MEDIA WATCH

The Fourth Estate and libel chill

One reason for the recent outcry from the media about the law may be a simple case of self-interest—and some hefty suits

GEORGE BAIN May 27 1991
MEDIA WATCH

The Fourth Estate and libel chill

One reason for the recent outcry from the media about the law may be a simple case of self-interest—and some hefty suits

GEORGE BAIN May 27 1991

The Fourth Estate and libel chill

MEDIA WATCH

GEORGE BAIN

A new group, Writers to Reform the Libel Law, has set out to persuade the government of Ontario that the province’s laws of libel and slander are “outdated, unworkable and unfair” and have to go. They have issued a manifesto in which they say in the preamble: “We believe that free expression of ideas, the free flow of facts, is what makes a democratic society possible; we also believe that this free flow is what a democratic society is for. The current law puts freedom of expression in jeopardy.” Could any media person say less than that— permitted just a small quibble over whether it isn’t overstating matters to elevate freedom of expression to what a democratic society is for, rather than leaving it simply as a constituent element? And permitted, too, the mild observation that, while a free flow of facts certainly is A Good Thing, what is at issue in most libel actions is not so much the flow of facts, but whether the facts are really facts? And, again, permitted to question if freedom of expression is as endangered as they make out?

In a just-published book, The Fourth Estate and the Constitution: Freedom of the Press in America, Lucas A. Powe Jr., who teaches in both the law school and the department of government at the University of Texas, begins his chapter on libel with these words: “As measured by ink spent, no legal issue so infuriates the press as does libel.” He says later: “For all the written words, libel is all but an insignificant blip in the statistics of American courts. We just read more about it because it affects the press, and the press assumes, with becoming myopia, that anything that affects it is important to us, too.”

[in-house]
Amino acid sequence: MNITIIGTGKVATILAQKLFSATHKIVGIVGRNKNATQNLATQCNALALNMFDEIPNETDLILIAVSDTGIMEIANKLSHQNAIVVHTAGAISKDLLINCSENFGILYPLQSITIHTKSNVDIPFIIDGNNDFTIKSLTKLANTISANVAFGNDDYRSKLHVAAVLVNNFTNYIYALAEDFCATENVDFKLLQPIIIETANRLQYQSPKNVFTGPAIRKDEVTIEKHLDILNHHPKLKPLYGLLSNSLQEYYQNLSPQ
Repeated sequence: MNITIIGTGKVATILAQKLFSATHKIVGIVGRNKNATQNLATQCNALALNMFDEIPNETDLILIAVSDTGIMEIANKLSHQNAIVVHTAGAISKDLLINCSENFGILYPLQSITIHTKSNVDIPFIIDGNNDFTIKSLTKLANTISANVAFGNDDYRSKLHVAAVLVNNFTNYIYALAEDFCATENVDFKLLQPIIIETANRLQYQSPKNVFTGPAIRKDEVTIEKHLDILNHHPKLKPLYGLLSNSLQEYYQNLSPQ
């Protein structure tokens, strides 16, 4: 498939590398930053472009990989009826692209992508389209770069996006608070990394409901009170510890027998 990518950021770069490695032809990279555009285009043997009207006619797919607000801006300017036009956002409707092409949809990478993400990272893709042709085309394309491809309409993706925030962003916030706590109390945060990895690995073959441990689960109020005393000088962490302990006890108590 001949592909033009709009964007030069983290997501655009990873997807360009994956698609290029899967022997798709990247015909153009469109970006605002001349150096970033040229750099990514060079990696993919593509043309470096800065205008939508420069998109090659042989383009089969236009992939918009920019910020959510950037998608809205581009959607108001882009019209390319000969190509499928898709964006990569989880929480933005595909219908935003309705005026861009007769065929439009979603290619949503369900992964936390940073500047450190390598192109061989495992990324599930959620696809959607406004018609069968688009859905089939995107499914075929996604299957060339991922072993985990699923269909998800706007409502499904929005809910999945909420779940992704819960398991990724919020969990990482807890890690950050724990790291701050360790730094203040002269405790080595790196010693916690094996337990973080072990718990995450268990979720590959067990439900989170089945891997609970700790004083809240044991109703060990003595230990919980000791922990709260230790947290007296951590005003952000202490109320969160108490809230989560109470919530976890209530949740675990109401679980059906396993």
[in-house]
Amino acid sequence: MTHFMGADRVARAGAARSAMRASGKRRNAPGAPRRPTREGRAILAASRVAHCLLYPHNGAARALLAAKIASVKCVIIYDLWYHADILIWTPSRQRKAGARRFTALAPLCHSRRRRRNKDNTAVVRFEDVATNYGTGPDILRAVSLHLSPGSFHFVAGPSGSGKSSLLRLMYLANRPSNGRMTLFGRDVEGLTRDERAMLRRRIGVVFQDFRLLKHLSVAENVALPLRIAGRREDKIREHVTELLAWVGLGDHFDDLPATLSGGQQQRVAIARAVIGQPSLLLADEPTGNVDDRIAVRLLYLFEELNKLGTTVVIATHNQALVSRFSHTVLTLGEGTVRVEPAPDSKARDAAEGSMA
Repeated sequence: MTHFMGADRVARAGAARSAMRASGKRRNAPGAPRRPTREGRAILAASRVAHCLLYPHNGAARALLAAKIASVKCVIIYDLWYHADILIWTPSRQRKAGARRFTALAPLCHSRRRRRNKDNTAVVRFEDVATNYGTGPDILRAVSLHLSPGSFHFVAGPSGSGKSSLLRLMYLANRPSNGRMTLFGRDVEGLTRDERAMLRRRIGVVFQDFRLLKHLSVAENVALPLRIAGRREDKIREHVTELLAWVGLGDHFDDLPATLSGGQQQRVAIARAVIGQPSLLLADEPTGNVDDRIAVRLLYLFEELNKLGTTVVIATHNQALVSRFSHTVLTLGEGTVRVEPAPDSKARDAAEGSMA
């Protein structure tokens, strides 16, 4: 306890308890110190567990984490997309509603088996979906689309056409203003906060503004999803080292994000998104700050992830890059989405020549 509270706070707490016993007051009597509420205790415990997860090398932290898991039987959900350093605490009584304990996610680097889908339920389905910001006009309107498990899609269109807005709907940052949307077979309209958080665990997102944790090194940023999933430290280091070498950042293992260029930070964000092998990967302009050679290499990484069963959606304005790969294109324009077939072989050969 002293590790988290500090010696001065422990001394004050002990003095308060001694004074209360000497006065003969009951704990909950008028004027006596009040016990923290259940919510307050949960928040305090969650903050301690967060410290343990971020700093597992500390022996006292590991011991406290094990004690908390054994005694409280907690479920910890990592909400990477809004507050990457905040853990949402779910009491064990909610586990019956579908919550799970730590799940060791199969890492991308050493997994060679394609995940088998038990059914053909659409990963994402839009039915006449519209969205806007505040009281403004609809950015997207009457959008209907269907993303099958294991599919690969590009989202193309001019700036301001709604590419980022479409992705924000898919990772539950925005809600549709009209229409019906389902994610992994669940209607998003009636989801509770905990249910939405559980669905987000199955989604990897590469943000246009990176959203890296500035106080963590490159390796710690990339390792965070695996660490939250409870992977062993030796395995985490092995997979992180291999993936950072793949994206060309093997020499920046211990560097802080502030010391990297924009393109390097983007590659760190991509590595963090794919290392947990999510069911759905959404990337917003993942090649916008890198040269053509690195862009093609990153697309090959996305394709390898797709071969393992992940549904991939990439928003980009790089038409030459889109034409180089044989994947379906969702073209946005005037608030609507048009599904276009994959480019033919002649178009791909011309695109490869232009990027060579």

Extrapolating anything Canadian from American evidence is a dubious journalistic practice. But observation says that the blip libel makes in our court statistics is no more significant. What is certain is that we hear a good deal about what libel actions there are, and for the reason Powe gives—media fascination with media interests. What is also true is that we are

One reason for the recent outcry from the media about the law may be a simple case of self-interest—and some hefty suits

hearing more and more about the illiberally of the present law and the chill effect it is alleged to have on vigorous journalism, with a consequent effect on democracy itself.

One reason for the current outcries about a supposed chill may be a few recent largish libel suits. Another surely is that a constitutional right of freedom of the press—as distinct from a common-law right—is new here since 1982. There has been consequent media interest in seeing the parameters of that constitutional freedom set as wide as possible.

The first complaint of the Writers to Reform the Libel Law is that there is no definition of libel, no definition of reputation and its worth, no guidelines to say which complaints are trivial and which are worth a court’s time. From a less self-centred viewpoint, the latter parts of that might be seen as uncertainties incapable of being resolved—and not just in libel suits—except in the legal process itself. As to defining the thing itself, John J. Robinette, one of Canada’s leading counsel, once recited to a newspaper group this classic definition: “Any printed words . . . which tend to lower a person in the estimation of rightthinking men, or cause him to be shunned and avoided, or expose him to hatred, contempt or